CHIVANI: Well, I think you’re right that there is that assumption that we do know what we’re doing as public health workers.

ED: Thank goodness.

CHIVANI: And the way public health is taught, I think we still have this faith that most actions are based on evidence. There is evidence-based medicine, and most public health practices do reflect the most current research. So there is still that faith that when we intervene, it’s to better social welfare.

PETER: Yeah, I got a question for you, Chivani. And maybe you don’t want to say this on national radio, but what do public health people think about the people in general? Do they sometimes think that they’re ignorant, bigoted, and reactionary?

CHIVANI: It depends on who you talk to. I think if you are talking more in the developing world, I think there is kind of a lot of looking down at the masses and prescribing what we think would be best for everybody. When it’s more about the developed world, it seems that people do take into account cultural norms and education.

PETER: Yeah, what an upbeat characterization of the American people. I love to hear it. You’re reviving my faith in democracy. Brian?

BRIAN: Well, one of the things I love about American history, Chivani, is for much of it, we are a developing country.

CHIVANI: Right, I agree.

BRIAN: And I think so much of what Ed and Peter had to say kind of demonstrates that.

PETER: Chivani, thanks for your call. It’s been fun talking to you.

BRIAN: Thanks a lot.

CHIVANI: Yeah, great, thanks for taking my call.

BRIAN: Bye bye.

ED: Sure, bye bye.

BRIAN: This is BackStory. If you’re just tuning in, we’re talking about the history of contagious disease in America.

PETER: And we’ve got Peter on the line from Montpelier, Vermont. Peter, welcome to BackStory.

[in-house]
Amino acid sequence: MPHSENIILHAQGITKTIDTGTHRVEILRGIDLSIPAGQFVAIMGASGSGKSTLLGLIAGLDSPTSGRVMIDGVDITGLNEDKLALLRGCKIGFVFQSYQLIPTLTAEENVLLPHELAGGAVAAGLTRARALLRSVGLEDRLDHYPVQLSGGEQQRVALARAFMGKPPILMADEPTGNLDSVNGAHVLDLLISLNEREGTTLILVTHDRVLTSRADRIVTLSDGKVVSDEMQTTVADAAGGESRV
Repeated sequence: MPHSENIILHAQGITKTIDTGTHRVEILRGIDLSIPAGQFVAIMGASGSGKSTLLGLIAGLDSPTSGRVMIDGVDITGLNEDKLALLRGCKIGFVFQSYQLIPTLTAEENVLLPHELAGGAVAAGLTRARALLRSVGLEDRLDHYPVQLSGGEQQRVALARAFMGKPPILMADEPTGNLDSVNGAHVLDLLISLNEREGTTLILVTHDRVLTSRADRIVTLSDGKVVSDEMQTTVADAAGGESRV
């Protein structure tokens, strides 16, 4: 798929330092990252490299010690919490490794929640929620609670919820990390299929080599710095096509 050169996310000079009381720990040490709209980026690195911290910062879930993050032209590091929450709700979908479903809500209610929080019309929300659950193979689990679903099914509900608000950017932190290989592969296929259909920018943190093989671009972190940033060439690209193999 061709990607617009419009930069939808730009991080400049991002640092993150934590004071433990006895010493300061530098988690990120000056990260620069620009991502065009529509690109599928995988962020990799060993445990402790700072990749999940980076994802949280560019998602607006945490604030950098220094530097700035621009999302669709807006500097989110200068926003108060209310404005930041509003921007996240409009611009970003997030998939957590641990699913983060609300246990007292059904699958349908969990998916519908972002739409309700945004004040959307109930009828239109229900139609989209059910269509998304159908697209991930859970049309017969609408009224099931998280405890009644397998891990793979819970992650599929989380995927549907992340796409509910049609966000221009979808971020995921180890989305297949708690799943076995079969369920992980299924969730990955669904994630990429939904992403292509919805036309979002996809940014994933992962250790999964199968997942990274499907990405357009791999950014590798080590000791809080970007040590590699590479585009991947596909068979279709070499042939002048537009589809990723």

PETER (CALLER): Thank you very much.

PETER: So what’s your question?

PETER (CALLER): Well, my question is the relation between disease or public health and immigration through our history.

PETER: Well, you have hit the big one, Peter, that is disease and immigration. Many people throughout American history would have said it’s the same thing.

ED: That’s right.

PETER: Yeah.

ED: Well, let’s go back to the beginning, Peter.

PETER: Yeah, OK.

ED: Let’s think about 17th-century Virginia. Goodness gracious, to be immigrant was to be dead, basically, wasn’t it?

PETER: Yeah, and of course, but then it was clear, because of course the immigrants were the settlers, the slave holders, the Indian killers. But they didn’t bring disease. They got hit by the diseases when they arrived. The big story of early American history is that immunities for smallpox and other contagious diseases which Europeans had earned over the millennia, they didn’t have them in native America.

And so you had a vast killing off of native populations, up to 90% of New World population. So in some ways, it’s the locals who are killed by the immigrants in the early period. But that idea lingers on in many ways. And of course once a population is established, the European population– that is the largely Northern European if not British population is established– then there’s great concern about foreigners bringing in not only their nasty habits, their foreign ideologies, but also diseases.

ED: You’re right. And the 19th century was the great century of massive immigration, from the Irish coming in who were seen as diseased and bringing not just unhealthy bodies, but unhealthy habits and neighborhoods with them. Where they came, they created places where diseases would flourish. And so on the other coast, the Chinese coming in were seen as especially dangerous.

European Americans were at least European at one time. But Chinese immigrants were bringing these kind of Asian diseases that seemed especially frightening. And in fact, at the turn of the century the plague comes to San Francisco and is seen as the great warning of what happens if we don’t curtail immigration from Asia. So all the way from the Irish in the early 19th century to the Chinese at the end of the century, it’s perceived that the immigrants are just bringing one wave after another of health problems.